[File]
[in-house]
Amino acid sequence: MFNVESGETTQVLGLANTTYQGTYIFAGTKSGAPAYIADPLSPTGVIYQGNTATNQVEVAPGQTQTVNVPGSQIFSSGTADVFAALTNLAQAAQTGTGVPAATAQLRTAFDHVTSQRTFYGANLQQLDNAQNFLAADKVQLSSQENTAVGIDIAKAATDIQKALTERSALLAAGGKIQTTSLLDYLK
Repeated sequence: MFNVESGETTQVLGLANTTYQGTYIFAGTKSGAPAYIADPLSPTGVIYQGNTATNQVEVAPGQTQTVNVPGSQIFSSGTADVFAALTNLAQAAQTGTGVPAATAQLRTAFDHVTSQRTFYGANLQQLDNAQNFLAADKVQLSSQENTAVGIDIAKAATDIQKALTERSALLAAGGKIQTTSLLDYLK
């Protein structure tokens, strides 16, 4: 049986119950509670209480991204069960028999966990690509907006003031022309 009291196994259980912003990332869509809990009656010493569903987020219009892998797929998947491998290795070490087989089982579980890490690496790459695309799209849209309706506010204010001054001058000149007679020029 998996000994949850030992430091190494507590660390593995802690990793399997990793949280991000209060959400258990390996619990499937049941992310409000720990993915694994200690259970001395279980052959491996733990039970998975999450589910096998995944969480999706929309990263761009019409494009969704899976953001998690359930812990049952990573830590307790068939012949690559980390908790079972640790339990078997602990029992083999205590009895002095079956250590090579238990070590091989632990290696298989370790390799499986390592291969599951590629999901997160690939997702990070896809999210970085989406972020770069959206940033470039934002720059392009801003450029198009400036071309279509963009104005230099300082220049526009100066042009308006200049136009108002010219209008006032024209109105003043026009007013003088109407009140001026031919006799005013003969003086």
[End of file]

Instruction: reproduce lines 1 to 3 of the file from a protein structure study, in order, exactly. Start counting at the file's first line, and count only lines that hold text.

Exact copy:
[in-house]
Amino acid sequence: MFNVESGETTQVLGLANTTYQGTYIFAGTKSGAPAYIADPLSPTGVIYQGNTATNQVEVAPGQTQTVNVPGSQIFSSGTADVFAALTNLAQAAQTGTGVPAATAQLRTAFDHVTSQRTFYGANLQQLDNAQNFLAADKVQLSSQENTAVGIDIAKAATDIQKALTERSALLAAGGKIQTTSLLDYLK
Repeated sequence: MFNVESGETTQVLGLANTTYQGTYIFAGTKSGAPAYIADPLSPTGVIYQGNTATNQVEVAPGQTQTVNVPGSQIFSSGTADVFAALTNLAQAAQTGTGVPAATAQLRTAFDHVTSQRTFYGANLQQLDNAQNFLAADKVQLSSQENTAVGIDIAKAATDIQKALTERSALLAAGGKIQTTSLLDYLK